Let’s say I decide to trim it after 32 days. Should I look for something specific to see if it has gone bad? Will the meat look bad?September 29, 2018 at 12:59 am #11775
As I said before – if the meat was BAD – then you might even gag at the smell of rotted meat even before you reach 32 days!Dry aged beef smells different than “grocery store red” meat which has little to NO smell.
Your NOSE and not your eyes will tell you if the meat has gone bad! Aged beef will look darker and then after you peel the bag off the outer surface it will look like leather. That appearance alone MAY cause a FIRST time aging attempt to look weird to a spouse who already had determined the meat will be bad. RonSeptember 29, 2018 at 1:42 am #11776
I guess it is time once again to explain something…I have absolutely NO financial interest in this company! Several years ago after enjoying the use of the UMAi Dry Bag I wrote to the owner and suggested that a forum on the website might enhance the product by giving a platform for users to ask questions and exchange experiences using the bag. I even went so far as explaining since I was a retired guy and “had time on my hands” I would gladly become a forum moderator and WITHOUT any compensation! The owner excepted my offer and here I STILL am! RRPOctober 4, 2018 at 12:25 am #11778
Hi Ron. Follow up question. How long should I dry for? My plan was 32, I was maybe thinking I would go 45. Is there a big difference?October 4, 2018 at 12:44 am #11779
Yes, 45 is better than 32 for say large, thick sub-primals of ribeye and sirloin. OTOH New York strip loins are thinner and therefore unless you become a “no-trim’snob” (LOL) then 32 is ample time for that piece.
Please let me know your outcome and the “family consensus” !
RonOctober 25, 2018 at 1:06 am #11797
So 45 days past and when I opened the bag it was just awful smell. It appears something went wrong. Not sure how because the fridge works fine, my normal fridge 🙁 went through all three bags too. Thanks for all the help Ron. I won’t give upOctober 25, 2018 at 2:06 am #11798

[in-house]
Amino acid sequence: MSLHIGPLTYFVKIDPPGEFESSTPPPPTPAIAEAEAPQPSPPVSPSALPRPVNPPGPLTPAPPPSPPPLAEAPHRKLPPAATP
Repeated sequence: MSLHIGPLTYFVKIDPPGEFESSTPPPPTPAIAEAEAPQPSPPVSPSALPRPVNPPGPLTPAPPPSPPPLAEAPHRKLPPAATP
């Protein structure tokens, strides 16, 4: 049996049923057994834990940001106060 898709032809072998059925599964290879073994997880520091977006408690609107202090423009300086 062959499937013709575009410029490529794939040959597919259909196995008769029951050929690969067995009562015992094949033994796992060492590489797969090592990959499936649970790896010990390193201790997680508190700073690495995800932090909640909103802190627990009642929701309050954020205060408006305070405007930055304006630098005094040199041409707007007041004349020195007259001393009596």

When you say “awful smell” – can you describe it? Aged beef as a nutty, earthy smell. If your meat was rotten then you would have sensed that weeks ago!
Any chance you can post a picture of it?
Have you even tried to slice off some of the “offending dry bark”?
RonOctober 25, 2018 at 4:46 am #11799
The smell was hard to handle. There was no nutty smell at all. Unfortunately I threw it away. I tried to slice it and get to the meat and tried to get close to smell the inside and it was just too much. I will be sure to try it again. I think what might of happened is that there wasn’t a good seal from the start and the meat couldn’t make contact with the bag. Hopefully the next attempt will be a better experience.October 30, 2018 at 9:15 am #11806DanMember
I had a similar experience with my first try at a ribeye bone-in. My bag failed and it filled with air. I let it ride for 30ish days then i found that the actual seal had opened up and there was a small patch about 10mm on the meat that looked to be slowly rotting! At that point i pulled the pin and removed it from the bag and cut the small rotting part. I removed about 1 inch of the total ribeye to be safe. I then butchered it up and the meat was absolutely gorgeous! Once that hard out pellicle (check spelling) forms i believe the meat is quite well protected provided the meat is in a modern fridge and the humidity is not high.
- The forum ‘Dry Aging Steak with UMAi Dry®’ is closed to new topics and replies.